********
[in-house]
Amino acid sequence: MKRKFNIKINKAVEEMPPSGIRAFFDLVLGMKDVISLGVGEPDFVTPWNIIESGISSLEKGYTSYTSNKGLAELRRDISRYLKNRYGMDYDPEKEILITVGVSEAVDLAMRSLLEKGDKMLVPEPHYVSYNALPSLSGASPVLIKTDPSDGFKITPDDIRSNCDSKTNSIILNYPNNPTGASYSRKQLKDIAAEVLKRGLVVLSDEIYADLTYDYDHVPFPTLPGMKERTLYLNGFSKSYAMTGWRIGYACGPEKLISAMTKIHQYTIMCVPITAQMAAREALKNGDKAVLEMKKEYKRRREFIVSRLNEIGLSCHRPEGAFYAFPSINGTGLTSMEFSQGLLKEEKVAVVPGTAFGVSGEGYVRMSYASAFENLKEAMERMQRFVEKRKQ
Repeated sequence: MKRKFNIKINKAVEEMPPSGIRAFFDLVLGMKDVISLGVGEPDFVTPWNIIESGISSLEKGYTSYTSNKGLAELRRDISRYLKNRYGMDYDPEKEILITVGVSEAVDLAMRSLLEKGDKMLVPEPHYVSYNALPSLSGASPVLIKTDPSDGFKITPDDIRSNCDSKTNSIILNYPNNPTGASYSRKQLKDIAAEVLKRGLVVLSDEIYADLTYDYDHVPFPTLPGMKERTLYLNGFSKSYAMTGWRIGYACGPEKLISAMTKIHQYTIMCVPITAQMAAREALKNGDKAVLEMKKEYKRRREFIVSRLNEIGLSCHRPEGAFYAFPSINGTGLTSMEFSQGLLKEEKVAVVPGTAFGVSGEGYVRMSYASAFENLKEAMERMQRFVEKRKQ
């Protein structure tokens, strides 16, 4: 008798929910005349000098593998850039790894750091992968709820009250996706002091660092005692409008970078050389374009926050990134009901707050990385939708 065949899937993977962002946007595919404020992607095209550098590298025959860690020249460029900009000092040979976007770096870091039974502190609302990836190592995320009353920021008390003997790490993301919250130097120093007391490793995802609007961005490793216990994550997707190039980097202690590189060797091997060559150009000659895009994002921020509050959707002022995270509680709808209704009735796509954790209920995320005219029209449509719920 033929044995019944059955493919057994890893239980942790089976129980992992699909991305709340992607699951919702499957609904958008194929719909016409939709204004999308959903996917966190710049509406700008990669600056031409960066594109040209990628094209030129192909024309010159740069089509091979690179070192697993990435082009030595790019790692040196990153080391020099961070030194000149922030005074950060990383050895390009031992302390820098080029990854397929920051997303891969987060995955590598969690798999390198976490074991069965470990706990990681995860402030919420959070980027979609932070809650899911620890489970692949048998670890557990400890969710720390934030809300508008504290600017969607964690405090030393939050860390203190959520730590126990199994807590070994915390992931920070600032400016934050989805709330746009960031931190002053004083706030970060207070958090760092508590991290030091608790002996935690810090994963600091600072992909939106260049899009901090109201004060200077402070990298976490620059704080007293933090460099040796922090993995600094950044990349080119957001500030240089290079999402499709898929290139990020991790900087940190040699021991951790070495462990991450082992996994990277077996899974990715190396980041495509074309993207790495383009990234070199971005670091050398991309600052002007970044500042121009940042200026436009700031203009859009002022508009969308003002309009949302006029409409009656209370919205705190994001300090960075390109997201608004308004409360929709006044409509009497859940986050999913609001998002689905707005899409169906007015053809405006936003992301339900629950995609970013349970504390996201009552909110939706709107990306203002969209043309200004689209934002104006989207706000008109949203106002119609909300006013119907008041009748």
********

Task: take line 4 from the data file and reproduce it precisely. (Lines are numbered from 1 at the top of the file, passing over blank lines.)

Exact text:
């Protein structure tokens, strides 16, 4: 008798929910005349000098593998850039790894750091992968709820009250996706002091660092005692409008970078050389374009926050990134009901707050990385939708 065949899937993977962002946007595919404020992607095209550098590298025959860690020249460029900009000092040979976007770096870091039974502190609302990836190592995320009353920021008390003997790490993301919250130097120093007391490793995802609007961005490793216990994550997707190039980097202690590189060797091997060559150009000659895009994002921020509050959707002022995270509680709808209704009735796509954790209920995320005219029209449509719920 033929044995019944059955493919057994890893239980942790089976129980992992699909991305709340992607699951919702499957609904958008194929719909016409939709204004999308959903996917966190710049509406700008990669600056031409960066594109040209990628094209030129192909024309010159740069089509091979690179070192697993990435082009030595790019790692040196990153080391020099961070030194000149922030005074950060990383050895390009031992302390820098080029990854397929920051997303891969987060995955590598969690798999390198976490074991069965470990706990990681995860402030919420959070980027979609932070809650899911620890489970692949048998670890557990400890969710720390934030809300508008504290600017969607964690405090030393939050860390203190959520730590126990199994807590070994915390992931920070600032400016934050989805709330746009960031931190002053004083706030970060207070958090760092508590991290030091608790002996935690810090994963600091600072992909939106260049899009901090109201004060200077402070990298976490620059704080007293933090460099040796922090993995600094950044990349080119957001500030240089290079999402499709898929290139990020991790900087940190040699021991951790070495462990991450082992996994990277077996899974990715190396980041495509074309993207790495383009990234070199971005670091050398991309600052002007970044500042121009940042200026436009700031203009859009002022508009969308003002309009949302006029409409009656209370919205705190994001300090960075390109997201608004308004409360929709006044409509009497859940986050999913609001998002689905707005899409169906007015053809405006936003992301339900629950995609970013349970504390996201009552909110939706709107990306203002969209043309200004689209934002104006989207706000008109949203106002119609909300006013119907008041009748």